FEARS ABOUT CEO STEVE JOBS have not subsided among many since his return from a liver transplant in 2009, and his decision in January to step away from day-to-day duties. « He’s a genius, » says Scott Black, head of Delphi Management in Boston, and a Barron’s Roundtable member. « How do you replace him? He’s the modern-day Thomas Alva Edison. » The entire issue for Apple, in Black’s view, is, « can they keep creating? Jobs’s amazing record doesn’t lend itself to McKinsey-style focus group planning. » Concern about Jobs is the main reason Black won’t own Apple shares now. Sushil Wagle, a vice president with the technology practice of J&W Seligman, part of Columbia Management, agrees there’s deep, deep value in Apple shares. While he won’t part with any, he’s not buying despite the fact that demand for the company’s products « shows no signs of tapering off. » Most people Wagle talks to these days, he says, think that « there is a very small chance that Jobs is coming back » to Apple on a day-to-day basis.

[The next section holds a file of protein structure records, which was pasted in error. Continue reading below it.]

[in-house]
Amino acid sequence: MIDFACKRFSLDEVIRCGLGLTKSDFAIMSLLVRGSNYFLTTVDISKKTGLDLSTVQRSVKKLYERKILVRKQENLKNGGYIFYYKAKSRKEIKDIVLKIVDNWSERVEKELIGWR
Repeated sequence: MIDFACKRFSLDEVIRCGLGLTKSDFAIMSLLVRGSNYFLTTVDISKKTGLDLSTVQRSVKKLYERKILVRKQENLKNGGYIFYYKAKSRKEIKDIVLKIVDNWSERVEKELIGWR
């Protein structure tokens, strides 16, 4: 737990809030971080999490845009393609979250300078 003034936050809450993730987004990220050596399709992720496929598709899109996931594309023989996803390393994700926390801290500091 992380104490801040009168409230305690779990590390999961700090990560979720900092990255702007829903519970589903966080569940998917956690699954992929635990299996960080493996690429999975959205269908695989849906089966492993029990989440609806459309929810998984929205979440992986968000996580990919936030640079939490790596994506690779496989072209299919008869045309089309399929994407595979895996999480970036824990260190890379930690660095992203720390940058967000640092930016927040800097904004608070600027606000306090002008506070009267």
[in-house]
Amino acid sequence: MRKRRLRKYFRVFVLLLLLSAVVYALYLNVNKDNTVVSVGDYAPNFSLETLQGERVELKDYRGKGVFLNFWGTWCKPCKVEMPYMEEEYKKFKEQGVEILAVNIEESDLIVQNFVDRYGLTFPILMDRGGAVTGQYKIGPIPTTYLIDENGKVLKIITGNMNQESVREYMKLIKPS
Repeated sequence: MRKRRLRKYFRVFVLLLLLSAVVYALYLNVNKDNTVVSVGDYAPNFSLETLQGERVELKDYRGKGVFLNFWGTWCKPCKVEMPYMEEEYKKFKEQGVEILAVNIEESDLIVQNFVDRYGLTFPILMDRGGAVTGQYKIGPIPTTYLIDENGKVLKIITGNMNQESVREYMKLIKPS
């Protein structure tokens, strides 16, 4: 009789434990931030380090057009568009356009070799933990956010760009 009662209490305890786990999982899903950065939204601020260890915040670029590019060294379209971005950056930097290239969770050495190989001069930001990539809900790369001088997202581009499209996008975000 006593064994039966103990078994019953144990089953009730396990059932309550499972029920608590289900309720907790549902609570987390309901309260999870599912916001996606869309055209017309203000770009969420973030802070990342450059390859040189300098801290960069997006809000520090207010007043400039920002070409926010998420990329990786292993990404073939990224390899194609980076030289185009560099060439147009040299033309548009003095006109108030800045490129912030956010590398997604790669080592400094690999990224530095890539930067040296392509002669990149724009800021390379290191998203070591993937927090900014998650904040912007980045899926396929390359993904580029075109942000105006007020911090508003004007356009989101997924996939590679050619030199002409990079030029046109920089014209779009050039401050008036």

But doesn’t the stock already discount that? Not at the current market cap, says Wagle. « The stock is so big now, it’s so widely owned, that you’ve got to convince the new buyers who haven’t yet gotten into the stock. » Those investors, rather than looking past the problems, put their concerns front and center. « You have to think about the fact that there are human beings trading these things, and there is emotion involved, and sentiment, » says Wagle. Barron’s Roundtable member Fred Hickey, editor of the High Tech Strategist Newsletter, contends that there is a wall of worry confronting Apple, especially given its market cap, that didn’t exist a few months ago. « At the beginning of the year, when I thought the stock would go to $400, everything was going perfectly for them, » says Hickey. « They were putting up huge numbers, the iPad was coming down the pike, the iPhone was on its way to Verizon. » The stock looked undervalued then, he says, and maybe it still does, if you think « perfection will continue. » Concerns have cropped up. The disaster in Japan is one of the biggest challenges, of course, and Hickey says the implications for Apple, and indeed for all of tech, are deepening day by day. « I think at first people tried to shrug it off, » he says of supply-chain problems stemming from Japan. « We’re seeing just in the last 24 hours reports of motherboard prices rising, disk-drive prices going up. »